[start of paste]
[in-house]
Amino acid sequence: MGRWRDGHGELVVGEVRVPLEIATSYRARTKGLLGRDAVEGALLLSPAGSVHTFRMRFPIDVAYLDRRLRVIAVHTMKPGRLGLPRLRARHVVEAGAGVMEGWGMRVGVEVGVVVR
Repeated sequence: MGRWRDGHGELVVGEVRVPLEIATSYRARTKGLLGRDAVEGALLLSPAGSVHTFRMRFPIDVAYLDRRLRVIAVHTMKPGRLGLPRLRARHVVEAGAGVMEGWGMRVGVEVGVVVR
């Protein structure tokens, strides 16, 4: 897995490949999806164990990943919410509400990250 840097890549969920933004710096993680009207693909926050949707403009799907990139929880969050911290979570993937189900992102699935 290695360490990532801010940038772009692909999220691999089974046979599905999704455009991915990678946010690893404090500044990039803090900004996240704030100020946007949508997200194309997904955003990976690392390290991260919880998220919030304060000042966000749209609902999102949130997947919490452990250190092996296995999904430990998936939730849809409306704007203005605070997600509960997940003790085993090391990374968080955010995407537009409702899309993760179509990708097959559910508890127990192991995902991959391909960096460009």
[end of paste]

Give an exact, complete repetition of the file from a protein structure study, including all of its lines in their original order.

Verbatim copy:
[in-house]
Amino acid sequence: MGRWRDGHGELVVGEVRVPLEIATSYRARTKGLLGRDAVEGALLLSPAGSVHTFRMRFPIDVAYLDRRLRVIAVHTMKPGRLGLPRLRARHVVEAGAGVMEGWGMRVGVEVGVVVR
Repeated sequence: MGRWRDGHGELVVGEVRVPLEIATSYRARTKGLLGRDAVEGALLLSPAGSVHTFRMRFPIDVAYLDRRLRVIAVHTMKPGRLGLPRLRARHVVEAGAGVMEGWGMRVGVEVGVVVR
């Protein structure tokens, strides 16, 4: 897995490949999806164990990943919410509400990250 840097890549969920933004710096993680009207693909926050949707403009799907990139929880969050911290979570993937189900992102699935 290695360490990532801010940038772009692909999220691999089974046979599905999704455009991915990678946010690893404090500044990039803090900004996240704030100020946007949508997200194309997904955003990976690392390290991260919880998220919030304060000042966000749209609902999102949130997947919490452990250190092996296995999904430990998936939730849809409306704007203005605070997600509960997940003790085993090391990374968080955010995407537009409702899309993760179509990708097959559910508890127990192991995902991959391909960096460009």